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Gary Younge on the Global Black Liberation Uprisings

"There's a lot of oil on the floor, waiting for a spark" Gary Younge, writer, broadcaster, and professor of sociology at the University of Manchester.

Ayeisha Thomas-Smith is joined by Gary Younge, writer, broadcaster, and professor of sociology.


The death of George Floyd three weeks ago at the hands of Minneapolis police officers sparked a fresh wave of Black Lives Matter protests across the world. In the US, calls to defund the police have won victories in Minneapolis, and across Europe leaders are taking down statues of slave traders and reviewing national school curricula. Here in the UK, hundreds of thousands have taken to the streets, despite government warnings and coronavirus restrictions.

So, why has this explosion of protest happened now? Does this mark a new moment in our collective conversation on race, racism and the role of the police? And once this moment of the whirlwind passes, how can protestors make sure we achieve lasting change?

For this special one-off episode Ayeisha is joined by Gary Younge, writer, broadcaster, and professor of sociology at the University of Manchester.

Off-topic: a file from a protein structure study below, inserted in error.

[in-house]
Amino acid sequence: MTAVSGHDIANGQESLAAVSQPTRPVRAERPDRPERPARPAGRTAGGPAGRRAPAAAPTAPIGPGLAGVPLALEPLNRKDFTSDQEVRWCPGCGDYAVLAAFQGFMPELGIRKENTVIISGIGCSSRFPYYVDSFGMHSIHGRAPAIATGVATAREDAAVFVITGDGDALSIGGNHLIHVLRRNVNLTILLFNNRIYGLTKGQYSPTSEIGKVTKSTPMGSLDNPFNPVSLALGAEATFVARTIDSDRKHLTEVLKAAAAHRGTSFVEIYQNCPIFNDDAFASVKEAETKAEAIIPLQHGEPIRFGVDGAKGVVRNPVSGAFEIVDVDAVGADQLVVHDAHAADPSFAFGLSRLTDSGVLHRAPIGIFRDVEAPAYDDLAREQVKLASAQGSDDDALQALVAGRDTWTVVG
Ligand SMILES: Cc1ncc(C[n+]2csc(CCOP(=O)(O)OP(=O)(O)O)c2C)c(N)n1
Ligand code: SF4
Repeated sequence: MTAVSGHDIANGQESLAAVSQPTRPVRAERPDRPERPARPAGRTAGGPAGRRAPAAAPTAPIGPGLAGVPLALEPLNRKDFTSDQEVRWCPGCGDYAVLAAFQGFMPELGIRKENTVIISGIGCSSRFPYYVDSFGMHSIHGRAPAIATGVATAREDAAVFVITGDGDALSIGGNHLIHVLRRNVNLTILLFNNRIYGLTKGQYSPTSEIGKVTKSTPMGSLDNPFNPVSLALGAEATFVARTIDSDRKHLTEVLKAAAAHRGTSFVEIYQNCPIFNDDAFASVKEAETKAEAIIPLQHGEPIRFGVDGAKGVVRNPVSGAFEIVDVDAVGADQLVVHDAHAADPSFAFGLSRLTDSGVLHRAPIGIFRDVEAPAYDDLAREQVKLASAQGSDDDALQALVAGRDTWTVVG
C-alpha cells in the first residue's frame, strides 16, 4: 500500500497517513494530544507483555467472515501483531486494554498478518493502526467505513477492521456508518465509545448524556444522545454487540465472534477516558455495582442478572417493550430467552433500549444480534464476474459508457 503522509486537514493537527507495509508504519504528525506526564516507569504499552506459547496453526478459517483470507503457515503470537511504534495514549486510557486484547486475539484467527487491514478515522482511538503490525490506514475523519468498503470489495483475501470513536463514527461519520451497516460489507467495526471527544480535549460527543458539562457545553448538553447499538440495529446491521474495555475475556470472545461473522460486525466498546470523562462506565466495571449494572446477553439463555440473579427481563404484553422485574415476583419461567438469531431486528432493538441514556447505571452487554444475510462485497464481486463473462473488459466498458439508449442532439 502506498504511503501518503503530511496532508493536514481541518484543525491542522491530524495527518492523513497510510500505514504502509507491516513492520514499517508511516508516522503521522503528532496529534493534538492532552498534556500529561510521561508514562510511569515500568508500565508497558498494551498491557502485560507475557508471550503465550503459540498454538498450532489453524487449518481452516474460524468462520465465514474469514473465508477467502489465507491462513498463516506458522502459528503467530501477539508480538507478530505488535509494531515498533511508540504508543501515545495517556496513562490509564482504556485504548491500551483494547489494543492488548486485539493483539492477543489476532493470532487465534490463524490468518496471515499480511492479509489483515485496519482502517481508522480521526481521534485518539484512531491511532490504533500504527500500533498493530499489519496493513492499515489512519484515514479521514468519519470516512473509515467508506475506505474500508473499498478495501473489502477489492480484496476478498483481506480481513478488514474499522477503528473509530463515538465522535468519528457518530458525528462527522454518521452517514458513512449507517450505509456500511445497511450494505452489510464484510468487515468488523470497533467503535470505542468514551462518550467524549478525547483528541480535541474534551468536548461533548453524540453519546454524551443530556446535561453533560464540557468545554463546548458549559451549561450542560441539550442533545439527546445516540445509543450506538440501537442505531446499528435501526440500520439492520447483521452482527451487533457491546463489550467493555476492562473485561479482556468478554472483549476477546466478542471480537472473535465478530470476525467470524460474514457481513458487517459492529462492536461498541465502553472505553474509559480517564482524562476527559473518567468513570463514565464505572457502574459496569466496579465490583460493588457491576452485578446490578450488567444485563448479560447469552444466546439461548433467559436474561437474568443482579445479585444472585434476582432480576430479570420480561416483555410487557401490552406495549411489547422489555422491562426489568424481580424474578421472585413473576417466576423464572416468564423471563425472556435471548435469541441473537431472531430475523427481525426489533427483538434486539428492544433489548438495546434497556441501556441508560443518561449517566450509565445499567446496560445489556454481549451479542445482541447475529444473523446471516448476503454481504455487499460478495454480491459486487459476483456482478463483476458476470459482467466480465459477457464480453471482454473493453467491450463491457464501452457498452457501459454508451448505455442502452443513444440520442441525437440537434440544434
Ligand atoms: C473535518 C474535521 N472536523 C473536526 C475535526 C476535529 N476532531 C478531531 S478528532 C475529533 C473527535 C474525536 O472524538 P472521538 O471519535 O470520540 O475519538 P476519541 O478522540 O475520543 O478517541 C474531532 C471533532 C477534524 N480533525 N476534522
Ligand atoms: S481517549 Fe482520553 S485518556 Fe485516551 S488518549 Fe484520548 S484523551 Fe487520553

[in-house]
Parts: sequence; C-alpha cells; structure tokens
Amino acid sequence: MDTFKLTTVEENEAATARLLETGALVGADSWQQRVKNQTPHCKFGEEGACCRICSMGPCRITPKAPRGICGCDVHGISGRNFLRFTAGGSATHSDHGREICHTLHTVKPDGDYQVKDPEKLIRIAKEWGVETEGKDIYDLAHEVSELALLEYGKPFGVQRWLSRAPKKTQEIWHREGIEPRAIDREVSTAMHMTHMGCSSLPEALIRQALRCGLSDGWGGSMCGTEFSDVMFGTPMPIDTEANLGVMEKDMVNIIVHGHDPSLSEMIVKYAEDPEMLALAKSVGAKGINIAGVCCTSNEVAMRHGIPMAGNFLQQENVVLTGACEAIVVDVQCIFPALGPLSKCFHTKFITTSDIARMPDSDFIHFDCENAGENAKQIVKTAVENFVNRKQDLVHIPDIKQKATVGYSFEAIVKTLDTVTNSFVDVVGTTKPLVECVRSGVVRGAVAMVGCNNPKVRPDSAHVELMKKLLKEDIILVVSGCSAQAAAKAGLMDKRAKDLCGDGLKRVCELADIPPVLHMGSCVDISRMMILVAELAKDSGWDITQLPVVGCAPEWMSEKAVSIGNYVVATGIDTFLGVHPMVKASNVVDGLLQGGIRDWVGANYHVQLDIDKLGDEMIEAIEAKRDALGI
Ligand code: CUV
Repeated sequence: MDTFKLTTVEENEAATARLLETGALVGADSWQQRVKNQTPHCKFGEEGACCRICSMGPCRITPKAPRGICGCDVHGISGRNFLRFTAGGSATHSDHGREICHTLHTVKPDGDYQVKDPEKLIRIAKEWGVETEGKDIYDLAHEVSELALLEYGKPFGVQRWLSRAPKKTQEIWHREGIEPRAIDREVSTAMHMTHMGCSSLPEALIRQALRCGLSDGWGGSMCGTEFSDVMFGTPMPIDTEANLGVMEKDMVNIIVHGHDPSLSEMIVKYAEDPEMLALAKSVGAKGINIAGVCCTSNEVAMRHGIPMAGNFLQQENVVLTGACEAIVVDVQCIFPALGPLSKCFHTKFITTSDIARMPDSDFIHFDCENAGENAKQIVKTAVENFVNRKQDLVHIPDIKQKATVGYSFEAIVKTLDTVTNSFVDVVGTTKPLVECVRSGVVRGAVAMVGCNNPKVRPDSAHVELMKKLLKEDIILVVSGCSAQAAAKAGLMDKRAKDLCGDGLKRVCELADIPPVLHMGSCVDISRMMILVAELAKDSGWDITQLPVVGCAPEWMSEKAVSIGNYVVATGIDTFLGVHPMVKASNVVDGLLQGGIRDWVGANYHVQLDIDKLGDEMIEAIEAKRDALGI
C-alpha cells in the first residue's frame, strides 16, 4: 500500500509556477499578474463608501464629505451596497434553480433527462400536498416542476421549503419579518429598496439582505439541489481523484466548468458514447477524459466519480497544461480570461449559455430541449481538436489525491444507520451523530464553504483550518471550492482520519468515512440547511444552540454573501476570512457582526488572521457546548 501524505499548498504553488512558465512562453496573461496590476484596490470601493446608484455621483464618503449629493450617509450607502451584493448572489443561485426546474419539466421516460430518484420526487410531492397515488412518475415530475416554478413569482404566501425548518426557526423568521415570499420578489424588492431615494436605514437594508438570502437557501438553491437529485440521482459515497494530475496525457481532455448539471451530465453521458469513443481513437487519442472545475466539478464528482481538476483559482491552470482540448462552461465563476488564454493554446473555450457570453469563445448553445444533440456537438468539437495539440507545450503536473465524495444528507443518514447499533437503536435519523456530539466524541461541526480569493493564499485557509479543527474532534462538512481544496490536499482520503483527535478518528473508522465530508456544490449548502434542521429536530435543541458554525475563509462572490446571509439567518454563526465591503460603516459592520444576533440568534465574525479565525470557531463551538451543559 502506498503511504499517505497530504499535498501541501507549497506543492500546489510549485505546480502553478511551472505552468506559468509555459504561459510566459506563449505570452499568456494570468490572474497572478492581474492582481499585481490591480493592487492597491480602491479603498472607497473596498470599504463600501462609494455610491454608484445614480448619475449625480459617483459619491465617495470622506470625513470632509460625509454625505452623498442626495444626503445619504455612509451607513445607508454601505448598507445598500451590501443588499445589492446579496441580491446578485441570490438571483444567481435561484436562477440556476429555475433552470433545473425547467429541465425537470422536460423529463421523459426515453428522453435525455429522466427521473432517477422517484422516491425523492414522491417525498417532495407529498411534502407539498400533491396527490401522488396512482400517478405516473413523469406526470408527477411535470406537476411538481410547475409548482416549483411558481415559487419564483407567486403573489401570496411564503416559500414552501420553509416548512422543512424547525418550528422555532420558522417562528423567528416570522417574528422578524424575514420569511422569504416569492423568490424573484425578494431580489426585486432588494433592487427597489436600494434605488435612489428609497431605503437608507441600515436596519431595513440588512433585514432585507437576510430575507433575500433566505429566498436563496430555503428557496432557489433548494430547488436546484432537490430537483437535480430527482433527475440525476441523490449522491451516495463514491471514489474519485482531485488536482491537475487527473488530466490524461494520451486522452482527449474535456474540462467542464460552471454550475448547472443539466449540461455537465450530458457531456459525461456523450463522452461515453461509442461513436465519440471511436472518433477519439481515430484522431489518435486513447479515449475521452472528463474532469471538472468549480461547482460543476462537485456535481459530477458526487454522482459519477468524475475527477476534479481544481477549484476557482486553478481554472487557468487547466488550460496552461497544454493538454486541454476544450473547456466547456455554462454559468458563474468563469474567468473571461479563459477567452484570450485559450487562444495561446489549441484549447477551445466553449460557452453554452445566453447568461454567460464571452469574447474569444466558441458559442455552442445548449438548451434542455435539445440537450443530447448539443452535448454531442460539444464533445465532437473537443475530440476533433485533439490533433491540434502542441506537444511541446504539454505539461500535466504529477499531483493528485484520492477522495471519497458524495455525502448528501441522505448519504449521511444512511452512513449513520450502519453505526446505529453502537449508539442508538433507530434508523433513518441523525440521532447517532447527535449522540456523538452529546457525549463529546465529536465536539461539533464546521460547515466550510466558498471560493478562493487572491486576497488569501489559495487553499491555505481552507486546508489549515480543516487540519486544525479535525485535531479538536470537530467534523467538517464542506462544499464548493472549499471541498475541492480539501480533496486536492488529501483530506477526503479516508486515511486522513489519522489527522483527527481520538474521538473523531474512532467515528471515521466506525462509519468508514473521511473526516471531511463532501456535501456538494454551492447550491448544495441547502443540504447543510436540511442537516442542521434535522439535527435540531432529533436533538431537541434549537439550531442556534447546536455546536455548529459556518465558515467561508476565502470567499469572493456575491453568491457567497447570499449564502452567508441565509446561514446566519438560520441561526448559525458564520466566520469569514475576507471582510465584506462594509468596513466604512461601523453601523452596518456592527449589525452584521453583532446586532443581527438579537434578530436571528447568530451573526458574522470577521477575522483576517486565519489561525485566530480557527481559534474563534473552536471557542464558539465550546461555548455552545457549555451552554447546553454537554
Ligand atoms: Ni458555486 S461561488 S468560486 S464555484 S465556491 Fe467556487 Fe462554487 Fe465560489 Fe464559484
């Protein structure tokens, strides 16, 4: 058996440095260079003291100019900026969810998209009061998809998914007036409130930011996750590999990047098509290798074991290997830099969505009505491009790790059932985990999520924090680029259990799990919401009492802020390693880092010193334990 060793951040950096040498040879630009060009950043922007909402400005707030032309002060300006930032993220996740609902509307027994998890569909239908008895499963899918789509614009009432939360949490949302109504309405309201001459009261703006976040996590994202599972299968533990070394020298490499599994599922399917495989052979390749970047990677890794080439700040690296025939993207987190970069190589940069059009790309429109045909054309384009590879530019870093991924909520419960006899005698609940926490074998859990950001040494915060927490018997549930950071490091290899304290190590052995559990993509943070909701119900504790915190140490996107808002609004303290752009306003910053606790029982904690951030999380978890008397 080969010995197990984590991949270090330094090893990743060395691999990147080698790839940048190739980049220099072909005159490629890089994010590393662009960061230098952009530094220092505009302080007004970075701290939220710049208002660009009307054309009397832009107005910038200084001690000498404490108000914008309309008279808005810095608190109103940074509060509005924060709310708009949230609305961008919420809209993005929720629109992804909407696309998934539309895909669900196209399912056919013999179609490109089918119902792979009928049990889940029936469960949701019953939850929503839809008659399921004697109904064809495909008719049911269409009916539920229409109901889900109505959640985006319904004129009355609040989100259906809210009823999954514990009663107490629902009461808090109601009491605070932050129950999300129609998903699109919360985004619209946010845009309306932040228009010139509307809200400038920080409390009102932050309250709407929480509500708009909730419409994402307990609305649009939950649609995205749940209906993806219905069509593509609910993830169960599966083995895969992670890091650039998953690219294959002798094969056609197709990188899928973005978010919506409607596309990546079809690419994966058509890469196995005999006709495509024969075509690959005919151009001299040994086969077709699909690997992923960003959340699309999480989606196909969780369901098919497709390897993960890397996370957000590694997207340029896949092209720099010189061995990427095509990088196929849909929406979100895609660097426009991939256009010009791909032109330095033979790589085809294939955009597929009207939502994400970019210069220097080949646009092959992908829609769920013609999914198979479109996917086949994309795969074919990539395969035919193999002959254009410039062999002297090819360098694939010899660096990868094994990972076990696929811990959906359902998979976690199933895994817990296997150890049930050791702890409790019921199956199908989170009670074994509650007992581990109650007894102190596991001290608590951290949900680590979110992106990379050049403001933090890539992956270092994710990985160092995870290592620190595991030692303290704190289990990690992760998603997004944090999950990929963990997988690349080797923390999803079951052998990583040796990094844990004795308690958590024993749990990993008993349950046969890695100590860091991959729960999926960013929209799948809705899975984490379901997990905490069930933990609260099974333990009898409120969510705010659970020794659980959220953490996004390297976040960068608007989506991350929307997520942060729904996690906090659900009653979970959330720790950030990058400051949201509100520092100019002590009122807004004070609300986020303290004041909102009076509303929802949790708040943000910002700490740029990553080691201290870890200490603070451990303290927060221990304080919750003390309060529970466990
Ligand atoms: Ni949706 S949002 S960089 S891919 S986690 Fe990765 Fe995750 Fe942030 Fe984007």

About Gary Younge
Gary Younge is an award-winning author, broadcaster and academic based in London. Formerly a columnist at The Guardian he has been appointed Professor of sociology at Manchester University. He is also the Alfred Knobler Fellow for Type Media in America. He has written five books: Another Day in the Death of America, A Chronicle of Ten Short Lives; The Speech, The Story Behind Martin Luther King’s Dream; Who Are We?, And Should it Matter in the 21st century; Stranger in a Strange Land, Travels in the Disunited States and No Place Like Home, A Black Briton’s Journey Through the Deep South. He has made several radio and television documentaries on subjects ranging from gay marriage to Brexit.

Source: New Economics Foundation

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